Hannes Richter

Andreas Herzog

Hannes Richter
Andreas Herzog

Top photo: Wikimedia/ Philipp Zachl

Austria’s Record Player Coaching the U.S. National Team

By Marina Reitner & Julian Steiner Austrian

Andreas Herzog is one of the most prominent names in Austrian soccer. With 103 appearances, he is the record national team player, scoring 26 goals. Austrian soccer fans will never forget his legendary goals in the qualifiers for the world cup in 1998, most notably against Sweden. He started his career at Rapid Vienna, where he played from 1986 until 1992, winning two Austrian championships.

From Austria, he moved to the German team Werder Bremen, where he won the Bundesliga in 1993 and the DFB Pokal in 1994 and 1998. During his one season at Bayern Munich, he won the UEFA Cup, together with the current U.S. men’s national team (USMNT) coach Jürgen Klinsmann in 1996.

After returning to Rapid from Germany in 2002, he decided to spend the last year of his career with the U.S. Major League Soccer (MLS) team Los Angeles Galaxy in 2004. Following his retirement from active soccer, he served as Austria’s U-21 coach from 2009-2011, and was also an assistant coach for the Austrian men’s national team. In 2013, he followed Jürgen Klinsmann’s call to become the assistant coach of the USMNT and was named head coach for the U-23 U.S. team in 2015.

Austrian Information reached Andreas Herzog during his vacation to conduct the following interview:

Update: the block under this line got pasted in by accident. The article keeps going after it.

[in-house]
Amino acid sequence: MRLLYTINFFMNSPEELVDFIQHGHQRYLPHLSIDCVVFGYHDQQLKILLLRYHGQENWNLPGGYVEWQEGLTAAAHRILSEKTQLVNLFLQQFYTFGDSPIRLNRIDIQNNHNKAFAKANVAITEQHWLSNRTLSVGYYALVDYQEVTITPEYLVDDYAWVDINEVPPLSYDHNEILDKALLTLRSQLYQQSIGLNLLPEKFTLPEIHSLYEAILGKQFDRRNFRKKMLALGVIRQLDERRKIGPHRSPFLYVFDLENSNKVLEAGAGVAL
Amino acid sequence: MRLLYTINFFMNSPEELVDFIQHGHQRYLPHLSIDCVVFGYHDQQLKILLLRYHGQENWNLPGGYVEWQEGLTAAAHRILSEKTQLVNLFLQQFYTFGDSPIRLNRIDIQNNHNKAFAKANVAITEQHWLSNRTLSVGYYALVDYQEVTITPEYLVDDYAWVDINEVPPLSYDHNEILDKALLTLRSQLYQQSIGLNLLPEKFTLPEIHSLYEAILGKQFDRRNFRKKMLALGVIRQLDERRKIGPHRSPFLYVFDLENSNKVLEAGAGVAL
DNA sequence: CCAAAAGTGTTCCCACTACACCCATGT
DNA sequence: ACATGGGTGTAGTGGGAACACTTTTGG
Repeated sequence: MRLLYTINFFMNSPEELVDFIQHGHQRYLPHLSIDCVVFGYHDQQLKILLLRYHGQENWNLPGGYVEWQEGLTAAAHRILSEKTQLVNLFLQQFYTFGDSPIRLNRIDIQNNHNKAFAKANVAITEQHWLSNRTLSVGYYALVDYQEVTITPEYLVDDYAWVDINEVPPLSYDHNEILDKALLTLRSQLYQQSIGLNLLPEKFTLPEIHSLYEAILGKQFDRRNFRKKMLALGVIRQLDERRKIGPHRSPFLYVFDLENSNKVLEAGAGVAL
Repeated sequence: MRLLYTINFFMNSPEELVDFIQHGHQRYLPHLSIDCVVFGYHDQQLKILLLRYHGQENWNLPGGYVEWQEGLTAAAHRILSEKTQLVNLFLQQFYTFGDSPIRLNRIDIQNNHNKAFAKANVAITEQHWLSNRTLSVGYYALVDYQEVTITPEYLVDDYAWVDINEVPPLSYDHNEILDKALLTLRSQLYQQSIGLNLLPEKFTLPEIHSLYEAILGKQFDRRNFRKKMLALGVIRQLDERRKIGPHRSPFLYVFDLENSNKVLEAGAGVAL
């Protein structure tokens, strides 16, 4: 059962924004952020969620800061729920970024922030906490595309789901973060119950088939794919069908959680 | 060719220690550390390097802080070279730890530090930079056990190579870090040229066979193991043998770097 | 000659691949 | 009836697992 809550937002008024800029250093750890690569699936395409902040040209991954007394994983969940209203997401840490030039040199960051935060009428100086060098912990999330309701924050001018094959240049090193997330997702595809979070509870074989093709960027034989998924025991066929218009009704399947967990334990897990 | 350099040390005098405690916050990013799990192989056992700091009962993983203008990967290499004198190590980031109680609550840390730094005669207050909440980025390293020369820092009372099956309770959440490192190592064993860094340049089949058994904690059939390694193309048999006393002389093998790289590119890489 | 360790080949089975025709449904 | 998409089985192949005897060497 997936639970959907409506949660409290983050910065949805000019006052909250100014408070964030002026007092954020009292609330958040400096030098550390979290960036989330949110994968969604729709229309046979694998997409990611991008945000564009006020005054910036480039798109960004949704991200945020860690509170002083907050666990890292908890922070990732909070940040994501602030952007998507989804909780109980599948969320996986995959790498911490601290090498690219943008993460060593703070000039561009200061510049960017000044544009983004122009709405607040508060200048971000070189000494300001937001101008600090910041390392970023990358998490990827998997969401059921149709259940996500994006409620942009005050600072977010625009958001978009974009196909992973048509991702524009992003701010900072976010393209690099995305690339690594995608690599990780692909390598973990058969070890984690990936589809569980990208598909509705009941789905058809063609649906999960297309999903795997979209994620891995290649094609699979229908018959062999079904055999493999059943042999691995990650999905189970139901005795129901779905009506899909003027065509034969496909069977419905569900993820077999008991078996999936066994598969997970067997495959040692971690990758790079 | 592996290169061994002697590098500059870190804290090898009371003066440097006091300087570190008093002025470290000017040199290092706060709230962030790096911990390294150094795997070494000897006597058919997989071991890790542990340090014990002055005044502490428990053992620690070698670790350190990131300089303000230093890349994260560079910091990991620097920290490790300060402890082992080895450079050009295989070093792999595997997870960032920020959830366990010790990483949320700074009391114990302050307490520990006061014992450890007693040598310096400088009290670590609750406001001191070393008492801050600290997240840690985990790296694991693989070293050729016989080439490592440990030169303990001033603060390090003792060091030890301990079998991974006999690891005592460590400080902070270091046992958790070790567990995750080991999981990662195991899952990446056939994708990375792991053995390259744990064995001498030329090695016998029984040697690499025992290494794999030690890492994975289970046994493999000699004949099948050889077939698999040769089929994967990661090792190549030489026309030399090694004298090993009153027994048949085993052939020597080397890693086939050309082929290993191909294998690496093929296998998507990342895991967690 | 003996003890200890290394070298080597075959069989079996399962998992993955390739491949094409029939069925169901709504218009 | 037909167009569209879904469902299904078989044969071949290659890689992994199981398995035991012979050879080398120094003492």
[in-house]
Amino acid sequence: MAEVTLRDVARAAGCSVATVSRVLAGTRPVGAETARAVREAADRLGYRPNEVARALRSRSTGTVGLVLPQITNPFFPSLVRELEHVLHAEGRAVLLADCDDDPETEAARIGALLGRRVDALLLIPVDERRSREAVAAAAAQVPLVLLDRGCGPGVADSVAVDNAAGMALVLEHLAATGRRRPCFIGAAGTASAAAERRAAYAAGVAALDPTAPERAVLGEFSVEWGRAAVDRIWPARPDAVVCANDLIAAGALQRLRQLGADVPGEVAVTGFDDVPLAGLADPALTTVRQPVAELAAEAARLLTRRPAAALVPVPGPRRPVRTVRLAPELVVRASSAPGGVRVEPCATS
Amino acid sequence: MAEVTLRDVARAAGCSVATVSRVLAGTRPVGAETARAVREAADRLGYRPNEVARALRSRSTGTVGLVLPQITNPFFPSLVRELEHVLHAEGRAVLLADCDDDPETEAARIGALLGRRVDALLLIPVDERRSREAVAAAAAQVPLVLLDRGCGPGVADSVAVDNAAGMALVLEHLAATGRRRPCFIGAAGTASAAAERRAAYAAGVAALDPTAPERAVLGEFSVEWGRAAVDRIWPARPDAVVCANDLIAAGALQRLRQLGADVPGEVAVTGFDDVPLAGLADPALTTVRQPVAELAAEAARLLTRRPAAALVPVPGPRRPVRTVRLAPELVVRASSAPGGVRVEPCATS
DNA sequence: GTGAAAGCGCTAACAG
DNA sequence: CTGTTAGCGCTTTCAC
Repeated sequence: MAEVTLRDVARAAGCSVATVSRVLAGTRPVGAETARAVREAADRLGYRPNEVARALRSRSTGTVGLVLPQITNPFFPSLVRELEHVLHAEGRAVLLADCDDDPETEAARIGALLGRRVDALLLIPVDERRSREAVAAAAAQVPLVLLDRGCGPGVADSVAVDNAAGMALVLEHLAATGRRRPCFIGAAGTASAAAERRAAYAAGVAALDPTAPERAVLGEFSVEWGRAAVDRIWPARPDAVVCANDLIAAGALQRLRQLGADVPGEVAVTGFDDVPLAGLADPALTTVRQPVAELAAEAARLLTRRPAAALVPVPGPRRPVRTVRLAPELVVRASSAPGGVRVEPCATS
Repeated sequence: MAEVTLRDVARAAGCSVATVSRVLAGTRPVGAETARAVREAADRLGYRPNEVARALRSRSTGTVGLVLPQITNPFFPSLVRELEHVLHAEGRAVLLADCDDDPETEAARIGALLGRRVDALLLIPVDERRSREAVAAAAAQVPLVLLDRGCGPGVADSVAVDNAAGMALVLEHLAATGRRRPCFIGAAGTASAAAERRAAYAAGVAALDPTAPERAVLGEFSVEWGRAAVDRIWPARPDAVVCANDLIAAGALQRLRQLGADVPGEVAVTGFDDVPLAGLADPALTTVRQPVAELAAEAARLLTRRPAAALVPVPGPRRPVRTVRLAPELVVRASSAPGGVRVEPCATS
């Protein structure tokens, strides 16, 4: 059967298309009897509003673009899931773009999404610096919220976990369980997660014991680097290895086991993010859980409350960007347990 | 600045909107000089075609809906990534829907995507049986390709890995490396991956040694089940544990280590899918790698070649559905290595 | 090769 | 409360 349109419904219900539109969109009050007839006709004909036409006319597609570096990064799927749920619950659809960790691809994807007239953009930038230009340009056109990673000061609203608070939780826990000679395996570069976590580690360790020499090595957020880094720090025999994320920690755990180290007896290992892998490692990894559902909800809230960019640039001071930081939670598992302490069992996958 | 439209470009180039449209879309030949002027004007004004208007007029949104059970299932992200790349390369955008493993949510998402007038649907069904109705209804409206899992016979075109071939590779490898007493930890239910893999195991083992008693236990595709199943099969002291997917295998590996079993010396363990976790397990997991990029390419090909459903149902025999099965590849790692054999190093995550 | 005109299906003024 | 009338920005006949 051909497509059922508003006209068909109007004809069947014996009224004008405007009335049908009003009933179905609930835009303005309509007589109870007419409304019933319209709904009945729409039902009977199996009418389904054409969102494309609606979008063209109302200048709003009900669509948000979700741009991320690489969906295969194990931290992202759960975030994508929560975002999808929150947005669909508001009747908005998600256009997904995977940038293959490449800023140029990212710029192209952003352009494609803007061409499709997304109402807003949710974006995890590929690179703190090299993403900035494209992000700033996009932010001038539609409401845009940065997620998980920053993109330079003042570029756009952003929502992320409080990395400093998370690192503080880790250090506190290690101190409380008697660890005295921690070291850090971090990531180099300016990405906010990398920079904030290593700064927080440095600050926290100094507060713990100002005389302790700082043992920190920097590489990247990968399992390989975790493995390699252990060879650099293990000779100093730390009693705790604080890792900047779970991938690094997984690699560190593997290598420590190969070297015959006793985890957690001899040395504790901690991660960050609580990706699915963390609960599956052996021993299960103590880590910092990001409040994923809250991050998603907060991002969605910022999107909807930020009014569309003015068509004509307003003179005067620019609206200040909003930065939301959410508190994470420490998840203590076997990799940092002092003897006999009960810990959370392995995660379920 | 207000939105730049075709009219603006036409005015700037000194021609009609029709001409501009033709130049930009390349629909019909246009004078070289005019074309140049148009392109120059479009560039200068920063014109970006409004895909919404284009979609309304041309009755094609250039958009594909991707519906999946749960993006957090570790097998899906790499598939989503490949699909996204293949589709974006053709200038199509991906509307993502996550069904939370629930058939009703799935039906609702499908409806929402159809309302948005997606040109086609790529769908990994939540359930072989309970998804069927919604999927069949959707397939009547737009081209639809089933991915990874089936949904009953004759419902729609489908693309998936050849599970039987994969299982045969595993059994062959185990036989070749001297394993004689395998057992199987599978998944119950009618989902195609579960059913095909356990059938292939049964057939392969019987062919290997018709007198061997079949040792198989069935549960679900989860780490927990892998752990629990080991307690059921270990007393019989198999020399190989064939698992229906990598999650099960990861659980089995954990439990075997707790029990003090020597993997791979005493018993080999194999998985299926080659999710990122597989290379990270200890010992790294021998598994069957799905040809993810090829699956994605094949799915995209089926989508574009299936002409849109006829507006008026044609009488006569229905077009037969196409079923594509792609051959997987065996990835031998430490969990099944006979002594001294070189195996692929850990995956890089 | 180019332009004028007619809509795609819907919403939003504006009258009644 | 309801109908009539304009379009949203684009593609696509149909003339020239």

Nowadays, do you spend more time in Austria or the U.S.?

I still live in Austria for most of the year, but travel back and forth quite a lot, especially for big tournaments or qualifiers. In total, I would say that I am spending roughly five months per year in the U.S.

As a player, you moved to Los Angeles to play for L.A. Galaxy in 2004. Why did you choose the U.S. for the next step in your career as a professional soccer player?

I wanted to have a new experience in soccer, and the MLS was a great way to do that. The experience to live in the U.S. and to learn a lot about the culture and the American way of life was important for me. It is wonderful to see that soccer has become such a big thing in the States and believe me, things have changed quite a bit since 2004. Back then, we played mostly in football stadiums. Today, coaching methods and infrastructure are continuously improving.

After the end of your career as an active player, you returned to Austria and began working with the Austrian National Team as an assistant coach. What were your motivations to pursue a career as a coach back in Austria?

Well, in a way my whole life was all about soccer. To be the record holder in appearances for the Austrian national team is a huge honor, but to get the chance to work for the Austrian Federation as a young coach and to learn a lot at the highest level back in Austria was amazing and indeed very helpful for me.

Nevertheless, you returned to the United States in 2012 to train the U.S. Men’s National Team together with Jürgen Klinsmann. What prompted you to move to the U.S. again? Were there any particular challenges that you faced at the beginning?

Of course, the biggest challenge was coaching in English, but Jürgen gave me all the support I needed right from the start. I did not hesitate one second to take the job, because it presented a great opportunity to learn more and become a better coach.